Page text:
There are a couple ways one could read Dez Bryant’s volatile show of emotion on the Cowboys’ sideline Thursday: either (a) it was a show of competitiveness reminiscent of Hall of Famer Michael Irvin, or (b) it was a show of selfishness, reminiscent of Terrell Owens. In an appearance on ESPN Radio’s Ben & Skin show on Friday, the original number 88, Drew Pearson, made clear which side of the fence he stood on.
“I think it was more the T.O.-type emotion,” Pearson said, per ESPN Dallas. “I think that emotion was more individually oriented or individually based.”
Bryant had no catches on Thursday, as the Saints centered their game plan around the dynamic young rookie. But around the third quarter, Bryant was seen on the sidelines yelling effusively at coaches and teammates, and indeed drew a comparison to Irvin from commentator and Cowboys legend Troy Aikman. Pearson understands the desire, as a receiver, to have the ball thrown your way, but doesn’t believe that the rookie had the team in mind when displaying such emotion.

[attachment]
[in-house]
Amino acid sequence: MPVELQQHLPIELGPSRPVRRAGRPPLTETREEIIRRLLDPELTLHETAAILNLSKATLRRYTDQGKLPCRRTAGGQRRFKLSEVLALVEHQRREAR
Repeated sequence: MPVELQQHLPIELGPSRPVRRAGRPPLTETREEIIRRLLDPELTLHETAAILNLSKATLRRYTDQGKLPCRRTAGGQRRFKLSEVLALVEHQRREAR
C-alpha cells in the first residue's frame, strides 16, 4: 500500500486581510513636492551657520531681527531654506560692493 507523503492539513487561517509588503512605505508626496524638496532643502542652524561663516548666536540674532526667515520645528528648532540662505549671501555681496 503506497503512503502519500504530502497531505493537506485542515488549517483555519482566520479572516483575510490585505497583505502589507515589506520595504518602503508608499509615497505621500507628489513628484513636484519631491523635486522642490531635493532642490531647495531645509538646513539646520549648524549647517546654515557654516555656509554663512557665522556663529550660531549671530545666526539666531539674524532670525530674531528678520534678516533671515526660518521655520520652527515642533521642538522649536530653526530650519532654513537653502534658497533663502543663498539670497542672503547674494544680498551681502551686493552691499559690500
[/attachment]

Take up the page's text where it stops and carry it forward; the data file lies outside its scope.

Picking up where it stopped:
“What disappointed me out of the whole scene was that when they get back on the field, I guess they were listening to him on the sideline,” Pearson said. “In key situations, they were trying to force the ball to him and they didn’t have any success doing that.
“Sometimes we receivers react that way. We want the ball, there’s no question. But you’ve got to understand – and the quarterbacks and coach and all that have to decipher – whether this is an individual rant or if it’s a rant that goes with the flow of the game. … To me, from what I saw and from my experience of ranting myself, that was more of an individual rant, for sure.”
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